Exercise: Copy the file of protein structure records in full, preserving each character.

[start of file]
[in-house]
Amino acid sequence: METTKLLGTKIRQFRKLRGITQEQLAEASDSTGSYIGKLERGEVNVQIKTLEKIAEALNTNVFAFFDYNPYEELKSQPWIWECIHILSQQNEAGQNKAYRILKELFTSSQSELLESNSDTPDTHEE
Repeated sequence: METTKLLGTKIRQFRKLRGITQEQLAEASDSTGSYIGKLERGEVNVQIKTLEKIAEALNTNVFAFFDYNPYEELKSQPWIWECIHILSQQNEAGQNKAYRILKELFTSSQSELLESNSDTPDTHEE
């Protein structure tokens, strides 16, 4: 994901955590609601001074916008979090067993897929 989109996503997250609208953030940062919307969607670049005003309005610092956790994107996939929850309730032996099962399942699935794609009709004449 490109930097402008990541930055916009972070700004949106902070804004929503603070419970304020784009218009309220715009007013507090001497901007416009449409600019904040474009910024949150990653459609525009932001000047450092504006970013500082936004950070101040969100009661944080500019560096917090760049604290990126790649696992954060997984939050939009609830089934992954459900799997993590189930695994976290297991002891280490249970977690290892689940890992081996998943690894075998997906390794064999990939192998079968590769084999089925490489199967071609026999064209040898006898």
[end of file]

[in-house]
Amino acid sequence: METTKLLGTKIRQFRKLRGITQEQLAEASDSTGSYIGKLERGEVNVQIKTLEKIAEALNTNVFAFFDYNPYEELKSQPWIWECIHILSQQNEAGQNKAYRILKELFTSSQSELLESNSDTPDTHEE
Repeated sequence: METTKLLGTKIRQFRKLRGITQEQLAEASDSTGSYIGKLERGEVNVQIKTLEKIAEALNTNVFAFFDYNPYEELKSQPWIWECIHILSQQNEAGQNKAYRILKELFTSSQSELLESNSDTPDTHEE
């Protein structure tokens, strides 16, 4: 994901955590609601001074916008979090067993897929 989109996503997250609208953030940062919307969607670049005003309005610092956790994107996939929850309730032996099962399942699935794609009709004449 490109930097402008990541930055916009972070700004949106902070804004929503603070419970304020784009218009309220715009007013507090001497901007416009449409600019904040474009910024949150990653459609525009932001000047450092504006970013500082936004950070101040969100009661944080500019560096917090760049604290990126790649696992954060997984939050939009609830089934992954459900799997993590189930695994976290297991002891280490249970977690290892689940890992081996998943690894075998997906390794064999990939192998079968590769084999089925490489199967071609026999064209040898006898």